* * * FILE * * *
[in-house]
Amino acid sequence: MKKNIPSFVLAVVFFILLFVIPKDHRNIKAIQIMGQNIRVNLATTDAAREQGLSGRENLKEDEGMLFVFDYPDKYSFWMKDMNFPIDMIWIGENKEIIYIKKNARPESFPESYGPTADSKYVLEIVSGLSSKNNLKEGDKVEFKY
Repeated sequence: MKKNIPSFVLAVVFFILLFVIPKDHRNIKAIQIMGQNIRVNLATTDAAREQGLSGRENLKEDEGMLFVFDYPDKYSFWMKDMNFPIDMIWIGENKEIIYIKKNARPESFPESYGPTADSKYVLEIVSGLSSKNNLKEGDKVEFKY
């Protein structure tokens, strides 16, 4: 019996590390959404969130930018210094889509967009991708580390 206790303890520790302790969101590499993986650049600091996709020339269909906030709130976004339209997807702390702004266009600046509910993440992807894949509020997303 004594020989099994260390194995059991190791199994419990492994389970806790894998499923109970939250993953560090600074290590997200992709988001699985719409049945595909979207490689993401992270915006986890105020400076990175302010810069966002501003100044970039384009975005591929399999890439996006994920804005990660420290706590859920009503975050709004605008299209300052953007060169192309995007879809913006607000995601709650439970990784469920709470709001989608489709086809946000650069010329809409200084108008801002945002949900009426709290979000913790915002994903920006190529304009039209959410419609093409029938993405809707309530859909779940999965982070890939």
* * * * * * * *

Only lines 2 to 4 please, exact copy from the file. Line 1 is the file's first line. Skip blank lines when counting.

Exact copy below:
Amino acid sequence: MKKNIPSFVLAVVFFILLFVIPKDHRNIKAIQIMGQNIRVNLATTDAAREQGLSGRENLKEDEGMLFVFDYPDKYSFWMKDMNFPIDMIWIGENKEIIYIKKNARPESFPESYGPTADSKYVLEIVSGLSSKNNLKEGDKVEFKY
Repeated sequence: MKKNIPSFVLAVVFFILLFVIPKDHRNIKAIQIMGQNIRVNLATTDAAREQGLSGRENLKEDEGMLFVFDYPDKYSFWMKDMNFPIDMIWIGENKEIIYIKKNARPESFPESYGPTADSKYVLEIVSGLSSKNNLKEGDKVEFKY
């Protein structure tokens, strides 16, 4: 019996590390959404969130930018210094889509967009991708580390 206790303890520790302790969101590499993986650049600091996709020339269909906030709130976004339209997807702390702004266009600046509910993440992807894949509020997303 004594020989099994260390194995059991190791199994419990492994389970806790894998499923109970939250993953560090600074290590997200992709988001699985719409049945595909979207490689993401992270915006986890105020400076990175302010810069966002501003100044970039384009975005591929399999890439996006994920804005990660420290706590859920009503975050709004605008299209300052953007060169192309995007879809913006607000995601709650439970990784469920709470709001989608489709086809946000650069010329809409200084108008801002945002949900009426709290979000913790915002994903920006190529304009039209959410419609093409029938993405809707309530859909779940999965982070890939």